Greensboro, NC -- With the political season in full swing, polls have been dominating coverage of the primaries.
Ever wonder how they come up with all those numbers? And why do different pollsters get different results on the same topics? Or why, perhaps, you or people you know never seem to get called about your opinion?
We took those questions to pollsters here in the Triad and found some interesting answers.
Think of polling as a snapshot of what people are thinking at a certain point in time. And here's it works:
Like the lottery, everyone has the same probability of being called for a poll.
Pollsters buy random lists of phone numbers, including landlines and cell phones. At the Elon University polling center, students make the calls.
On the other hand, Public Policy Polling uses interactive software. Next comes the data crunching stage.
And this is where we see different results. Why? Because there are so many variables that can influence your response:
"We try to construct a survey instrument that does not have bias," explained Mileah Kromer, Assistant Director of the Elon University Poll. "So we're really careful to avoid bias terms. For example, welfare is a word that certainly has a negative connotation to it. So often times we'll call things social assistance instead of welfare."
Kromer continues with an example that may come up this election season.
"A really good example of what could potentially bias, for example president Obama's numbers. Now, if you ask about the economy before asking about president Obama, you're priming the respondent to think about the economy and evaluate president Obama in terms of the economy. However, if you ask about foreign policy, before you ask about president Obama, you might get dramatically different numbers."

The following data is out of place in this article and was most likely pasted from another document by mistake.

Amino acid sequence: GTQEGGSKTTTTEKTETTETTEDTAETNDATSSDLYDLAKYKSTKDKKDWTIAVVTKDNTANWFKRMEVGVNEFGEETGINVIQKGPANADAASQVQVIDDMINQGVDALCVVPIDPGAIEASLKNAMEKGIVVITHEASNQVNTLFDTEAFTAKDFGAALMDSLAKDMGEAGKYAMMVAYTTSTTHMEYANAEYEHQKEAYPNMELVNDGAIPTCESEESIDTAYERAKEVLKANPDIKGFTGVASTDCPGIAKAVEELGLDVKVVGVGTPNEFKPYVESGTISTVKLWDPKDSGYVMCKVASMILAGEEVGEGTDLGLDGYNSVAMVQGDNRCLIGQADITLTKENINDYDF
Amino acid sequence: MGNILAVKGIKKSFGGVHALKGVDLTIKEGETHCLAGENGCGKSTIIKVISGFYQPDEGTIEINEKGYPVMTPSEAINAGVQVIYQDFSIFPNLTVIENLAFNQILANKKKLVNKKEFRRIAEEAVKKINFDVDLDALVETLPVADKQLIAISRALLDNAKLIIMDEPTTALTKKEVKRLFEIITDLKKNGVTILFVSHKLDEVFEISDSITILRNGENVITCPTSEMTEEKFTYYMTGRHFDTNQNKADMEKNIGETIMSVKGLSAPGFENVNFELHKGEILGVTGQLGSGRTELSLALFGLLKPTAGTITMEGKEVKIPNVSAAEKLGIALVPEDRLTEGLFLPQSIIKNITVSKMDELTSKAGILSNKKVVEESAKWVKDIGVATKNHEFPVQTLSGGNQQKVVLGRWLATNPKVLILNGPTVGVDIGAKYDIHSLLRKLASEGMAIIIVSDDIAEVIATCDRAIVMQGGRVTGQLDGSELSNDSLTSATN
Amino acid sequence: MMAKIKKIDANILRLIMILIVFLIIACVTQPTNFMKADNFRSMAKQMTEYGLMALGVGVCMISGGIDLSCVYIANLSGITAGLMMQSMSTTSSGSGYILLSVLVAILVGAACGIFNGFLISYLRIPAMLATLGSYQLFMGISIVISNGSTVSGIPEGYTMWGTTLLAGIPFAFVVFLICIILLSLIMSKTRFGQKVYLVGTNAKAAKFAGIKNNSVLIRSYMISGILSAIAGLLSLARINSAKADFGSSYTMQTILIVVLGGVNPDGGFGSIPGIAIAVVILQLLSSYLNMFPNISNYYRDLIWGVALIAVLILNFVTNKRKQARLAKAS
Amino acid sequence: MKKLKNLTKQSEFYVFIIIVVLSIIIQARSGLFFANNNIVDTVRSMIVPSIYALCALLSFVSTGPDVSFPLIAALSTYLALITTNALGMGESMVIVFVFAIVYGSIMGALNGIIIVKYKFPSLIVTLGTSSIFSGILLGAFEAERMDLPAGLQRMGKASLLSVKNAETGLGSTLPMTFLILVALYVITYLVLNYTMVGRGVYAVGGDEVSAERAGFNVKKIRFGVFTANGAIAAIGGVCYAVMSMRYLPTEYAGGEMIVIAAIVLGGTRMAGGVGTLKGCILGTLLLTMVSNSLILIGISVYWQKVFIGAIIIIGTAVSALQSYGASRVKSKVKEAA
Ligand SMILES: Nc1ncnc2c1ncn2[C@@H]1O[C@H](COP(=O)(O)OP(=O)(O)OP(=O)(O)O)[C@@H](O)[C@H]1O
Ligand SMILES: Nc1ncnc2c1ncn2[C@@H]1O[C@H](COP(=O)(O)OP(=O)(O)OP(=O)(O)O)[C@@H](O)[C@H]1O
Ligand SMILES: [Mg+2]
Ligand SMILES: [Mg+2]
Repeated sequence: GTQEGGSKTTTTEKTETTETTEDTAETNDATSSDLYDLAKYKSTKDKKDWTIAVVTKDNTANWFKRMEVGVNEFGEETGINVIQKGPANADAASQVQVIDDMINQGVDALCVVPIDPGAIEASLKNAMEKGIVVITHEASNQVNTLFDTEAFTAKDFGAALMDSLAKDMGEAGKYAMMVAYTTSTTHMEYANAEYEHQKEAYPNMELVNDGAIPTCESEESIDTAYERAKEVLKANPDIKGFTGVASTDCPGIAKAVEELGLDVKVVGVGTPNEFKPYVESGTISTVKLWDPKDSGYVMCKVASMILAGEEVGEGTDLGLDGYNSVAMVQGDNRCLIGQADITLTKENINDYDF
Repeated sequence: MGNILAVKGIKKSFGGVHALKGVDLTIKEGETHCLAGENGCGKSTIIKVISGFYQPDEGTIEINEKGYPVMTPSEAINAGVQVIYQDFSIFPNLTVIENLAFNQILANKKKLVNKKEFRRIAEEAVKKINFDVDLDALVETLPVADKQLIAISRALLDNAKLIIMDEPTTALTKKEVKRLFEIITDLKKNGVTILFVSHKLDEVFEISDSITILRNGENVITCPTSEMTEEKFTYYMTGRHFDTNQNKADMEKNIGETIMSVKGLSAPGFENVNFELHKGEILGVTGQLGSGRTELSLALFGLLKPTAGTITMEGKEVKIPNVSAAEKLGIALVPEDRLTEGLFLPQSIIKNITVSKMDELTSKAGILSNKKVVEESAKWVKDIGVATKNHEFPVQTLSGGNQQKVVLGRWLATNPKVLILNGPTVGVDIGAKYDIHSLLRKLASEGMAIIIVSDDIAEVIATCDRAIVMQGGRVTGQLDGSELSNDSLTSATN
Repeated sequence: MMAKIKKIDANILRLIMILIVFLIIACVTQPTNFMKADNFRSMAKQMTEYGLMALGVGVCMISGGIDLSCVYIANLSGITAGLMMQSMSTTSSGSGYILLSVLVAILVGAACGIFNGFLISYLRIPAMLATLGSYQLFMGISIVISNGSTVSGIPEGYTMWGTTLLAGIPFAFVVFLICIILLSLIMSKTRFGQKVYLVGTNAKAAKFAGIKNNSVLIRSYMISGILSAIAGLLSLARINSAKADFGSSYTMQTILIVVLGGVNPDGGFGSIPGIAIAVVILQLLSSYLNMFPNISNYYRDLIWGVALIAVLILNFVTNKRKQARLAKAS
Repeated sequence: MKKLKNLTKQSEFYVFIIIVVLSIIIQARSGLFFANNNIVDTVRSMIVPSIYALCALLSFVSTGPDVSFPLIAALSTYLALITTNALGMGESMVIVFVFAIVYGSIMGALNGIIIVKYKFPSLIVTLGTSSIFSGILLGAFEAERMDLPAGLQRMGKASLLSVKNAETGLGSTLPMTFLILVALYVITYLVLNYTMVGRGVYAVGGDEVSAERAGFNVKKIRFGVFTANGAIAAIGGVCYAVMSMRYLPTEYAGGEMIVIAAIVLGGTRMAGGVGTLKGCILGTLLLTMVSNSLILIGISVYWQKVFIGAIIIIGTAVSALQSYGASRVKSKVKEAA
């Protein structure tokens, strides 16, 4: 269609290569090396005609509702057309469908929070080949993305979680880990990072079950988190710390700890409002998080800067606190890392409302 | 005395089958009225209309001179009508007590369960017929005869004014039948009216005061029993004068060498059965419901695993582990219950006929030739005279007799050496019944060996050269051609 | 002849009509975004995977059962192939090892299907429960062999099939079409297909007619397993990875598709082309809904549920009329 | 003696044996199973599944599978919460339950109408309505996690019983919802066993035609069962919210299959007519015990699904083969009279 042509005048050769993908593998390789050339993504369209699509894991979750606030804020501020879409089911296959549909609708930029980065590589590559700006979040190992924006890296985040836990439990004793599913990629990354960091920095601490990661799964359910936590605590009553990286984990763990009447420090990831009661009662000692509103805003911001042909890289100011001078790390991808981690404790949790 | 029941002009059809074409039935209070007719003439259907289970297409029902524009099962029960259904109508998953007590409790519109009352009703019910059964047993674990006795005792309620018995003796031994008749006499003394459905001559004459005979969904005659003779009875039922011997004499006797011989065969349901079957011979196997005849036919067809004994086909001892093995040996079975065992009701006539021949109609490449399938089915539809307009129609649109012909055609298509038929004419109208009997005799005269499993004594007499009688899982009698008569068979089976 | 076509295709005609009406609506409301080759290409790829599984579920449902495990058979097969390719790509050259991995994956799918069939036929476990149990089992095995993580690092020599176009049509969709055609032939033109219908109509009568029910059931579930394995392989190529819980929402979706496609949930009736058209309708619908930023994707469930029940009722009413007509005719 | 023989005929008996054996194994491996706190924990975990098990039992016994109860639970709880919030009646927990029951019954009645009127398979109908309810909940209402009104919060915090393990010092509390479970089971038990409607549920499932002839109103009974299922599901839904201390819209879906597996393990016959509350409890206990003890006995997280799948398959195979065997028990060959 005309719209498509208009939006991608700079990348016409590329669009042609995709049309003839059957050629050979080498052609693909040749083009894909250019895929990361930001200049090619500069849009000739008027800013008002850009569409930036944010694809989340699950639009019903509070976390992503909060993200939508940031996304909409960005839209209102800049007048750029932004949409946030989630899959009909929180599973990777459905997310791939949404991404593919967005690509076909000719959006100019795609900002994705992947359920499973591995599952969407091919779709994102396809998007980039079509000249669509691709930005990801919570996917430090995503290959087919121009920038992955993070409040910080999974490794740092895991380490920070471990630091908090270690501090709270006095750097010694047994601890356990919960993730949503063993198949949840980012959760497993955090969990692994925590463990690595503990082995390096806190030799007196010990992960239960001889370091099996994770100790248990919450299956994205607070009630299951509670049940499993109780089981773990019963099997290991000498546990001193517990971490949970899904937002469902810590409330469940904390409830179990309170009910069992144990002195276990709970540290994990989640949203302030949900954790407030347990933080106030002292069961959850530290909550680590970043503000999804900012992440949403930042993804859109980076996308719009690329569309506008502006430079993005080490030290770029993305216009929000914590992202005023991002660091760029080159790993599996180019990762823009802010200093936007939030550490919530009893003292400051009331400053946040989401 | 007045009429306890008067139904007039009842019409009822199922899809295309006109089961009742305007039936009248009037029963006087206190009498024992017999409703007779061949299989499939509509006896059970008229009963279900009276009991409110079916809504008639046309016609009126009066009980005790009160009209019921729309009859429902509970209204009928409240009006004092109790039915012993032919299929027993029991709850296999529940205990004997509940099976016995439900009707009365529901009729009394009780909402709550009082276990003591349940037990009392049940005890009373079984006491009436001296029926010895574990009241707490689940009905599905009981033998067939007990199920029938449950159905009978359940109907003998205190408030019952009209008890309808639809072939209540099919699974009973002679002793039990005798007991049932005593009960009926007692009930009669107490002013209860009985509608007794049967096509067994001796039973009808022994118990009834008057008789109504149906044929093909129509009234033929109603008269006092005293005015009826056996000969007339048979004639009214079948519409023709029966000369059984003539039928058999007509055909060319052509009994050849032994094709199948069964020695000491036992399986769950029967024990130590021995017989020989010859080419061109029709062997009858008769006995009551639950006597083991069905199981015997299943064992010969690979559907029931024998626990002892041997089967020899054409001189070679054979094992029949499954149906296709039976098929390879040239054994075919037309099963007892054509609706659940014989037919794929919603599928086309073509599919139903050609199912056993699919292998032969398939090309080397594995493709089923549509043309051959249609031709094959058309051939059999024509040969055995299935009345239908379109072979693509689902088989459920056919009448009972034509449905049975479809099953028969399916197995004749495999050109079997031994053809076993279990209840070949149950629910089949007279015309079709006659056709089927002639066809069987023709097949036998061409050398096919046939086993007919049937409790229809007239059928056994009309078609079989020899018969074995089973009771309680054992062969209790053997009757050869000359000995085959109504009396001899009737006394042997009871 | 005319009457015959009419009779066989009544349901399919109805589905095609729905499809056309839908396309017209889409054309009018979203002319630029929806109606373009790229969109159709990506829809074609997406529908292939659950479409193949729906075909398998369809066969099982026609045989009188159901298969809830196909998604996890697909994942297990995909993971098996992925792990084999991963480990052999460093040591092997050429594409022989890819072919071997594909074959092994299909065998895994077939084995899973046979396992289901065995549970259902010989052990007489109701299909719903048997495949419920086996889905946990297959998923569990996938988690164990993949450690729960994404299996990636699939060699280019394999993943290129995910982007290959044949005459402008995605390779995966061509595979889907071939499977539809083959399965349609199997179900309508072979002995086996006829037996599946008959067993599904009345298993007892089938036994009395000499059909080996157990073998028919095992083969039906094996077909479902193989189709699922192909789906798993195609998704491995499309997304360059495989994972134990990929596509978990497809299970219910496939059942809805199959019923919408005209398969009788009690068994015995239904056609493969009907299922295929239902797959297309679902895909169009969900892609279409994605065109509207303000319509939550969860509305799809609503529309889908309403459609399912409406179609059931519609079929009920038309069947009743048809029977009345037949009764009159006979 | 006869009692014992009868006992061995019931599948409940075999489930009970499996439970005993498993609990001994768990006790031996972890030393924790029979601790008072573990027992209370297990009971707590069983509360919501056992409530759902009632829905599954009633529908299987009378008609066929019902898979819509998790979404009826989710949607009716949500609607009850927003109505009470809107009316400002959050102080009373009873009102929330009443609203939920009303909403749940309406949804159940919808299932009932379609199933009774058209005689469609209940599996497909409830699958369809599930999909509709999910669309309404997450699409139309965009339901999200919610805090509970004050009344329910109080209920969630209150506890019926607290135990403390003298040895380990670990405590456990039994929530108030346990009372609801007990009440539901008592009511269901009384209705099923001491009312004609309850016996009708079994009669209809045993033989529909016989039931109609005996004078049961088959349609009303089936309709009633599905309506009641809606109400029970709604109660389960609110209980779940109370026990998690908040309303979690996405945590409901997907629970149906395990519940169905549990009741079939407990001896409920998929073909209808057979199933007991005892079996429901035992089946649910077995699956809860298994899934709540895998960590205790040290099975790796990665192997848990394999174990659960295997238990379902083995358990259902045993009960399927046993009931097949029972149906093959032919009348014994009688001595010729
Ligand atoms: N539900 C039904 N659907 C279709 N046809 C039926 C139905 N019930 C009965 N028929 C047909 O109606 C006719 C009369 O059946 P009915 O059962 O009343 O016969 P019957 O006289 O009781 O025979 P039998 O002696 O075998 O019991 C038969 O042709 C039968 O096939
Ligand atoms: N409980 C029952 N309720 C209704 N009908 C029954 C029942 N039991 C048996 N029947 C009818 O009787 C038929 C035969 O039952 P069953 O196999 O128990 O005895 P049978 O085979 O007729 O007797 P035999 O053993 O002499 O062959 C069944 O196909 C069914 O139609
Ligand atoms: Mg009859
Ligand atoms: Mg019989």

So, one variable is the wording. And in no particular order, second is cell phone versus landline.
Cell phone polls tend to generate responses from younger people who may have a different outlook than an older person.
Third, timing: doing a poll before or after a primary debate could give you different answers.
Fourth, of course the honesty of the respondents which greatly impacts accuracy?
And also, sample size: how many people did you survey and is the sample representative of the larger population?
"How can you tell me what's on North Carolinians minds by sample 500 or 800 people?" Kromer asked rhetorically. "It's the same kind of concept between how doctors can tell what your blood type is from a random sample of blood. So if the sample is drawn randomly, I can tell what's on Carolinian's minds."
To cap it off, there's no "Do Not Call" list for polling. That's because public opinion polling is not considered telemarketing.In short, if you have a registered number, chances are, you will be getting a call sometime.
The polls are sure to continue through primary season which picks up next week.
After the Florida primary there will be the Nevada and Maine caucuses on February 4th. Then, just three days later, people in Colorado and Minnesota will vote in their caucuses while Missouri holds its primary.
Followed by the caucus in the Northern Mariana Islands on the 25th and the Arizona and Michigan primaries on the 28th.
WFMY News 2